Chamber honoree prefers spotlight on organizations that help Yakima Valley residents
Oct. 11--YAKIMA, Wash. -- The face of the black boy who was Rick Pinnell's opponent during a boxing match at the YMCA of Yakima still is vivid more than six decades later.
"His eyes were as big as mine were," he said.
For Pinnell, who was 10 at the time, the YMCA was a place where people of different races and backgrounds could gather, develop friendships and deepen common bonds over activities such as boxing.
Outside the YMCA, Pinnell and his opponent were relegated to their segregated neighborhoods.
"It was probably the only melting pot at the time," Pinnell said of the YMCA of Yakima.
Pinnell has spent more than three decades as a volunteer, working to ensure that it remains a positive space for people of all backgrounds.
"It impacted my life. I wanted to pay them back," he said.
Pinnell, 71, will be recognized for his community service efforts Thursday evening when he receives the Ted Robertson Community Service Award during the Greater Yakima Annual Chamber Awards gala.
But Pinnell wants the spotlight to shine less on him and more on the community organizations that play a vital role in improving the lives of the Valley's residents, including his own.
"Most people organizations serve are voiceless," he said. "Youth, people who don't speak the language or are in poverty, they don't have much of a voice. It's your responsibility to speak up and take care of them."
He's also been active on the board of directors at Heritage University, an institution he believes has done extensive work in helping students overcome numerous obstacles. And he can relate to the students at Heritage, many of whom have parents who work in the fields.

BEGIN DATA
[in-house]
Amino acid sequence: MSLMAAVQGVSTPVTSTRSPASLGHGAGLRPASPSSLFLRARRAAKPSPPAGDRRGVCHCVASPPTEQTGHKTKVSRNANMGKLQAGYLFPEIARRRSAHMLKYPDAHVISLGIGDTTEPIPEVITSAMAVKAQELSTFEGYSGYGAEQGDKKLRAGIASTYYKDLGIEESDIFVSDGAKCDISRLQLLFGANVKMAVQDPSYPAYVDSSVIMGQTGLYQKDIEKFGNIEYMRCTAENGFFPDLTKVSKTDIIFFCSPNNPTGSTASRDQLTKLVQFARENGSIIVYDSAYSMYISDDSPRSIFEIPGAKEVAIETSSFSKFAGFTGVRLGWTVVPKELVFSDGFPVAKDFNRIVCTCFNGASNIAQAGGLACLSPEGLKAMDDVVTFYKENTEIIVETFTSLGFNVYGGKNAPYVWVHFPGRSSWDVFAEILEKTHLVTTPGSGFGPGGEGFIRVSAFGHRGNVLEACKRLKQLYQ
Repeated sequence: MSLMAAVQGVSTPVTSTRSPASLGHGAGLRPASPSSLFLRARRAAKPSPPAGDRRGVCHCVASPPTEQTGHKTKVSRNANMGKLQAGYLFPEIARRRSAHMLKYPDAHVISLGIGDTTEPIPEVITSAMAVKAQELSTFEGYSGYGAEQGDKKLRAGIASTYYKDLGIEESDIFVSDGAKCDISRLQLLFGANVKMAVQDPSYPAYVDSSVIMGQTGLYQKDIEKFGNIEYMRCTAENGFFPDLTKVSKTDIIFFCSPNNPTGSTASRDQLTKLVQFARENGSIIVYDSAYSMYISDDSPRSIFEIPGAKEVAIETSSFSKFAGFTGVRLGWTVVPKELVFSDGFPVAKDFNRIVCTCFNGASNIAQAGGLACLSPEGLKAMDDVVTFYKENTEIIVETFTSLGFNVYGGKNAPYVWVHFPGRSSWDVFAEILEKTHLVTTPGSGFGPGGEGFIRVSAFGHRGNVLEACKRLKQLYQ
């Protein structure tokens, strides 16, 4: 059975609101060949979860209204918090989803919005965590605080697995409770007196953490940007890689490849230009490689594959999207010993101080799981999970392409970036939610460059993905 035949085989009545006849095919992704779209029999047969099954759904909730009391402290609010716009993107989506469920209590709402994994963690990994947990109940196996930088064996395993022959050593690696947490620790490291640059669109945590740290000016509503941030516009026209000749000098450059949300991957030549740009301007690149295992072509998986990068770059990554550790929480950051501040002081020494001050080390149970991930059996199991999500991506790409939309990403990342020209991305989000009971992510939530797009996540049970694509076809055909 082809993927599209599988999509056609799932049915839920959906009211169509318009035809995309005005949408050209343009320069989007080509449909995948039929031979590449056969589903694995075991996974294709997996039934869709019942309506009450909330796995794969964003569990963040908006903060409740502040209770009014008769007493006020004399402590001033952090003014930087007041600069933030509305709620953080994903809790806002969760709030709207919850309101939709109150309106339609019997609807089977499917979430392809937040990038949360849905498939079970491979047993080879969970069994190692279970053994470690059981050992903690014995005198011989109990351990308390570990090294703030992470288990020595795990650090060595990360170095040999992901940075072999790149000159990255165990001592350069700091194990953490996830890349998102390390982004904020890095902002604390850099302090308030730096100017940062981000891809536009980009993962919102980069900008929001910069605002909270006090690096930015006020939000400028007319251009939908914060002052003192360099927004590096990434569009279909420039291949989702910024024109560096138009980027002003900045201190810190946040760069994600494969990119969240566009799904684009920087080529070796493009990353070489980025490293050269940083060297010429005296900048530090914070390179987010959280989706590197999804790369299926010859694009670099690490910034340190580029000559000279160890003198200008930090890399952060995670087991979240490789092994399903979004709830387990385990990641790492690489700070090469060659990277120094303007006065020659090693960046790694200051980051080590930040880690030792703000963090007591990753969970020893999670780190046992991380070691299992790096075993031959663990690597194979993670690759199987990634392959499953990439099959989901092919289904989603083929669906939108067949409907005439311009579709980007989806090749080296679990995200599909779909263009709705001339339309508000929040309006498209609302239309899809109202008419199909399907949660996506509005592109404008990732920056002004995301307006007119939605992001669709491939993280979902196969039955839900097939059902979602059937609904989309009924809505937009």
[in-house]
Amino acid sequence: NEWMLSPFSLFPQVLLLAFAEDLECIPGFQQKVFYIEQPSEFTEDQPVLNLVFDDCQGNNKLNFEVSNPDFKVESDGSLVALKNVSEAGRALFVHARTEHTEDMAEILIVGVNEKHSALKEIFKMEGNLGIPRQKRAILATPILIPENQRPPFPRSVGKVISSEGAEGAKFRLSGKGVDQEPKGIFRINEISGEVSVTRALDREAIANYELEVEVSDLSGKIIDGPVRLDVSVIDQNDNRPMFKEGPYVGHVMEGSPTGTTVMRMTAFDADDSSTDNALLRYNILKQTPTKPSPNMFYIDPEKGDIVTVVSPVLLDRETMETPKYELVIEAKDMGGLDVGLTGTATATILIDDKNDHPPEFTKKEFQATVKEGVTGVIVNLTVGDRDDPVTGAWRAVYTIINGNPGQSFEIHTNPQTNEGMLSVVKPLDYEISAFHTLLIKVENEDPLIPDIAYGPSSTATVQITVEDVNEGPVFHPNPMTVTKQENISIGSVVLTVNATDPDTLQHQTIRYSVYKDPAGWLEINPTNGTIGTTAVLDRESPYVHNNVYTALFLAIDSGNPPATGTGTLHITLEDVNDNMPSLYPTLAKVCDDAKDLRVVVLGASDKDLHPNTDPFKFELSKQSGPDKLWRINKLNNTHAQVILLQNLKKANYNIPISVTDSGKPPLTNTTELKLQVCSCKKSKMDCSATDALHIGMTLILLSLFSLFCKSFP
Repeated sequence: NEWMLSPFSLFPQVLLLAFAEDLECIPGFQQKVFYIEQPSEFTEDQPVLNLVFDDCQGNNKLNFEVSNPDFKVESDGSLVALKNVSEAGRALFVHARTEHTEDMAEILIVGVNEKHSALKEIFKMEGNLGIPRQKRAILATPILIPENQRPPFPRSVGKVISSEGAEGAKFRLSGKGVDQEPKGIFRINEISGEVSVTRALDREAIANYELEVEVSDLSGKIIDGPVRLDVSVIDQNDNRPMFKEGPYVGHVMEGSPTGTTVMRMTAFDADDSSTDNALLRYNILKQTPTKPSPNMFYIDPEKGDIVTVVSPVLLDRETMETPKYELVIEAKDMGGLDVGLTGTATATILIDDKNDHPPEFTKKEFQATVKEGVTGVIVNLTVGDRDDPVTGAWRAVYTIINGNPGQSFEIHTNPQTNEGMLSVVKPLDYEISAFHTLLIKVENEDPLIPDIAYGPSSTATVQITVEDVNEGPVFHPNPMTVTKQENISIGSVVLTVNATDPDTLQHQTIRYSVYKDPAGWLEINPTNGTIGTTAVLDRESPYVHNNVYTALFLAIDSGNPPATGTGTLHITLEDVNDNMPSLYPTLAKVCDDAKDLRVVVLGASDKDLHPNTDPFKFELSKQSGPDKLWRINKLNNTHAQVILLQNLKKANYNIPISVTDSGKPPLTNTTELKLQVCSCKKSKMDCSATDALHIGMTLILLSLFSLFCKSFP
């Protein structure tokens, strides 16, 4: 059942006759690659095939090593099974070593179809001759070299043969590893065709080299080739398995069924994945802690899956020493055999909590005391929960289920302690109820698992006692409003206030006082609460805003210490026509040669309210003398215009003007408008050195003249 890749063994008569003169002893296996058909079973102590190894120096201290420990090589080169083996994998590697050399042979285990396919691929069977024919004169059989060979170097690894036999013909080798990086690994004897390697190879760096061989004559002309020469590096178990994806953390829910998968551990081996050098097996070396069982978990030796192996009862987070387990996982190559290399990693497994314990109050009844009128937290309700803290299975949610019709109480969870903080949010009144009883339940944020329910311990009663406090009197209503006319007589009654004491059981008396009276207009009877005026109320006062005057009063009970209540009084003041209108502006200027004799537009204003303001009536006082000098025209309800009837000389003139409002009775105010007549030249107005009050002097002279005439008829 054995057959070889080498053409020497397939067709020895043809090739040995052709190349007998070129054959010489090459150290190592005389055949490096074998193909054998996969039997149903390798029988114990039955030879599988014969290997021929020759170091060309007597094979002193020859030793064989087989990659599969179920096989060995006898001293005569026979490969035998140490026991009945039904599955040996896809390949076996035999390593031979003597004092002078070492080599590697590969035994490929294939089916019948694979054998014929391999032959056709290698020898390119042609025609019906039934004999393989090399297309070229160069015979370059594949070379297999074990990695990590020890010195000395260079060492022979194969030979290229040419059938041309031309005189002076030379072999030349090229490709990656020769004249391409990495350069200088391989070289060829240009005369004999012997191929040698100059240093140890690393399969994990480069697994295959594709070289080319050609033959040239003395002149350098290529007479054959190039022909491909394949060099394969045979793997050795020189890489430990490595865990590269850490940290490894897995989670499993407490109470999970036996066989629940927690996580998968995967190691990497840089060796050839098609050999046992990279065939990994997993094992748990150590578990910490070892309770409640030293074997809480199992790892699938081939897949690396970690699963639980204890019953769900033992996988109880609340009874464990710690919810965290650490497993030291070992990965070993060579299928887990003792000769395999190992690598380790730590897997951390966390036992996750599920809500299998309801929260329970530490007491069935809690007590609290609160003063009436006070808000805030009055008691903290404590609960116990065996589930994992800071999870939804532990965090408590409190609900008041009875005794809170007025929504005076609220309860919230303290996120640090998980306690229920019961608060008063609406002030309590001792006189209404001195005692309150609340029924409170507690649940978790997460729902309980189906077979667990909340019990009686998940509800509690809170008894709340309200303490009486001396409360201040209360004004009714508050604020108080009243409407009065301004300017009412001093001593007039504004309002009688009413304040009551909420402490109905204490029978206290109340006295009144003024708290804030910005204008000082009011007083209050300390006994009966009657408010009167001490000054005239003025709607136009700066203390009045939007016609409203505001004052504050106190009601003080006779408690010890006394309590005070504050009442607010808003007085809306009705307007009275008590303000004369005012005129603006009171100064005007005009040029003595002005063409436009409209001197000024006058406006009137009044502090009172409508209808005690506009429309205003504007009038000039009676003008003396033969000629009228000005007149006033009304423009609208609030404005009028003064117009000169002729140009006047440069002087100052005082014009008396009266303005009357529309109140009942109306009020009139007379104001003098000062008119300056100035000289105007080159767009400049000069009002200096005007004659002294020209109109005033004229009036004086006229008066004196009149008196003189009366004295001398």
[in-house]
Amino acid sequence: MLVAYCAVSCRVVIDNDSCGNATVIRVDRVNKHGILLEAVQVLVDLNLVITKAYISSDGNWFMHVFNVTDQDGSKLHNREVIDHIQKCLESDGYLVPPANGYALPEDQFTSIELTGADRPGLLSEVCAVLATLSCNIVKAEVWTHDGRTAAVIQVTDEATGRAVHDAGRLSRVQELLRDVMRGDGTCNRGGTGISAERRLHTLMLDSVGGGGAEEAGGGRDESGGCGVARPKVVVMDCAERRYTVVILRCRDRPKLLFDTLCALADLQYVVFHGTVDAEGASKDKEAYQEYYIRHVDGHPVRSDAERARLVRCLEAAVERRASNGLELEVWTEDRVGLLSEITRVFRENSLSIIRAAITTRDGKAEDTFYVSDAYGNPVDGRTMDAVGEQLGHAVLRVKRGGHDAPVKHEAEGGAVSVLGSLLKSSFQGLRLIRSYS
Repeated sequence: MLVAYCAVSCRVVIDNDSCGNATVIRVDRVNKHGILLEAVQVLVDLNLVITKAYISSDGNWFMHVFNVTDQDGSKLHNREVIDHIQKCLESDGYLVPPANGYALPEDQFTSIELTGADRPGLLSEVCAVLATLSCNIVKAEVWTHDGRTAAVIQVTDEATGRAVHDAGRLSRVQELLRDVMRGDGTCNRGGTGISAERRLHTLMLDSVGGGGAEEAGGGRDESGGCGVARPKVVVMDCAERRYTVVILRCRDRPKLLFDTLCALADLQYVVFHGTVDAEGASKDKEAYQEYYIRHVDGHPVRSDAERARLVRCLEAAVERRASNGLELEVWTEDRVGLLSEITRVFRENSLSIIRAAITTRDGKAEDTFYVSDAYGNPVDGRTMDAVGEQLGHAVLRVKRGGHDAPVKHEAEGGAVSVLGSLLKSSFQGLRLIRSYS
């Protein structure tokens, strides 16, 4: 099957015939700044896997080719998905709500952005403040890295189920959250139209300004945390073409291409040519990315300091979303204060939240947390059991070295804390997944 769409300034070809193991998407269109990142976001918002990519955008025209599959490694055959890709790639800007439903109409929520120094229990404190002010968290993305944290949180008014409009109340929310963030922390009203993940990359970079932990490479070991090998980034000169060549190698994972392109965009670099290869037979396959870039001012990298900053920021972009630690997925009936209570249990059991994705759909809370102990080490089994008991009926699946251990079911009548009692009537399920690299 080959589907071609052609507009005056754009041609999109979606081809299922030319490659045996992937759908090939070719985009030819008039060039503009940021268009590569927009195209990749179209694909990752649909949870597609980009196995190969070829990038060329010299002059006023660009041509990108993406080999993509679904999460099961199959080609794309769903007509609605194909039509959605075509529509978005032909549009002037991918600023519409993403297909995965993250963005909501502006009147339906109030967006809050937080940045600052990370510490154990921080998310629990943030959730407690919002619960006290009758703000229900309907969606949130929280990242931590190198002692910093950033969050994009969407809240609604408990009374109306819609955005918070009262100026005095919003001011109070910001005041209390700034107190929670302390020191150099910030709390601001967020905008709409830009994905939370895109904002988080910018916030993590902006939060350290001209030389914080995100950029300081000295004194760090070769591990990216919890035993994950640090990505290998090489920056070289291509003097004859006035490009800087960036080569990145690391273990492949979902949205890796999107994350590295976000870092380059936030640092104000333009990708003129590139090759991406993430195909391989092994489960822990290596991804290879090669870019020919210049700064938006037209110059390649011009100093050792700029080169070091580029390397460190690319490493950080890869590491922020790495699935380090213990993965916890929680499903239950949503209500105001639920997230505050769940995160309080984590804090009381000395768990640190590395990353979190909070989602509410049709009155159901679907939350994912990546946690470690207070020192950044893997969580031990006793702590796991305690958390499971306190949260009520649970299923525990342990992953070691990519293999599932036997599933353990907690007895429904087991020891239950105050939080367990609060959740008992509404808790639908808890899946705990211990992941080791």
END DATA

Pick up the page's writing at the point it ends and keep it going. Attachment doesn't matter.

Pinnell's father arrived in Yakima in the mid-1930s from Missouri to find agricultural work during the Great Depression. Pinnell worked the hop and apple harvests as a teenager.
"I have a really deep appreciation for how hard that work is," he said.
He also appreciates that his work can help students see a future beyond such hard work: "I feel that people can start in the orchards, get an education and move up."
Pinnell said he works hard to ensure that whatever work he does furthers the YMCA's mission and helps the people it aims to serve.
"We have to make sure we're serving people, not ourselves or other people involved in the organization," he said.
Bob Romero, YMCA of Yakima's executive director, said passion and integrity are visible in everything Pinnell does.
"He's a very committed volunteer," he said. "He's always looking for ways to make things better."
While Pinnell has done notable things, such as raising millions of dollars, he's just as committed to improving small things -- organization by-laws and relationships with local investment advisers, for example -- that are also essential, Romero said.
"These are things that aren't exciting, but he does a good job," Romero said. "He's a steady, solid leader and has a sense of what we need to be and a vision on how we get there."